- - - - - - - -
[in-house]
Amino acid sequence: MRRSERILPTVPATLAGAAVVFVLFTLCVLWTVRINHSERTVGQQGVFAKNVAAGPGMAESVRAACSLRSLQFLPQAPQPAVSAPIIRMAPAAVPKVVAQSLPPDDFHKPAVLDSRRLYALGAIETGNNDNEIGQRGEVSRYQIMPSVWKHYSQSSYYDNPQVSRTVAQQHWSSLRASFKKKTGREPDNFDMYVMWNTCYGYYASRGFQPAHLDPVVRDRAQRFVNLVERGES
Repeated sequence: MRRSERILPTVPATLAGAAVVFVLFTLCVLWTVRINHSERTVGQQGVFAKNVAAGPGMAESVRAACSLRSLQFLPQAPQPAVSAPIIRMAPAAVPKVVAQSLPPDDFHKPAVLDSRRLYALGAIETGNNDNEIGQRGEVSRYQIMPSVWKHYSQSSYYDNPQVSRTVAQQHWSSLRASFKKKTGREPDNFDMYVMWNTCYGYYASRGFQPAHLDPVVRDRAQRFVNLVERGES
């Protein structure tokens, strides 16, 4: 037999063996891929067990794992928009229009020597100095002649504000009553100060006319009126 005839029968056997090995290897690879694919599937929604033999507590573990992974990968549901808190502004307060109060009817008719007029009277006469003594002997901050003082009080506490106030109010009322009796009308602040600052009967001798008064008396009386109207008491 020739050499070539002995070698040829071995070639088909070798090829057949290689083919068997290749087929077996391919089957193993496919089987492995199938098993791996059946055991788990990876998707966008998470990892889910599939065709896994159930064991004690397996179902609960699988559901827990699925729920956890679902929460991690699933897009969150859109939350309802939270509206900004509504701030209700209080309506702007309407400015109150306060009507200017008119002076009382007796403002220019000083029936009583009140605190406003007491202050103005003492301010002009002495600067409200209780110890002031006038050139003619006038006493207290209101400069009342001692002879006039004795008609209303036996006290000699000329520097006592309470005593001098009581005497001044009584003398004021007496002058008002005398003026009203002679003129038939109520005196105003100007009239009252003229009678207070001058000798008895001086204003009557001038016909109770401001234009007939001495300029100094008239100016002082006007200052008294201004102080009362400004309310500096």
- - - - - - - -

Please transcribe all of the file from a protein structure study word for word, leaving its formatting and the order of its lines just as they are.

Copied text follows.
[in-house]
Amino acid sequence: MRRSERILPTVPATLAGAAVVFVLFTLCVLWTVRINHSERTVGQQGVFAKNVAAGPGMAESVRAACSLRSLQFLPQAPQPAVSAPIIRMAPAAVPKVVAQSLPPDDFHKPAVLDSRRLYALGAIETGNNDNEIGQRGEVSRYQIMPSVWKHYSQSSYYDNPQVSRTVAQQHWSSLRASFKKKTGREPDNFDMYVMWNTCYGYYASRGFQPAHLDPVVRDRAQRFVNLVERGES
Repeated sequence: MRRSERILPTVPATLAGAAVVFVLFTLCVLWTVRINHSERTVGQQGVFAKNVAAGPGMAESVRAACSLRSLQFLPQAPQPAVSAPIIRMAPAAVPKVVAQSLPPDDFHKPAVLDSRRLYALGAIETGNNDNEIGQRGEVSRYQIMPSVWKHYSQSSYYDNPQVSRTVAQQHWSSLRASFKKKTGREPDNFDMYVMWNTCYGYYASRGFQPAHLDPVVRDRAQRFVNLVERGES
């Protein structure tokens, strides 16, 4: 037999063996891929067990794992928009229009020597100095002649504000009553100060006319009126 005839029968056997090995290897690879694919599937929604033999507590573990992974990968549901808190502004307060109060009817008719007029009277006469003594002997901050003082009080506490106030109010009322009796009308602040600052009967001798008064008396009386109207008491 020739050499070539002995070698040829071995070639088909070798090829057949290689083919068997290749087929077996391919089957193993496919089987492995199938098993791996059946055991788990990876998707966008998470990892889910599939065709896994159930064991004690397996179902609960699988559901827990699925729920956890679902929460991690699933897009969150859109939350309802939270509206900004509504701030209700209080309506702007309407400015109150306060009507200017008119002076009382007796403002220019000083029936009583009140605190406003007491202050103005003492301010002009002495600067409200209780110890002031006038050139003619006038006493207290209101400069009342001692002879006039004795008609209303036996006290000699000329520097006592309470005593001098009581005497001044009584003398004021007496002058008002005398003026009203002679003129038939109520005196105003100007009239009252003229009678207070001058000798008895001086204003009557001038016909109770401001234009007939001495300029100094008239100016002082006007200052008294201004102080009362400004309310500096």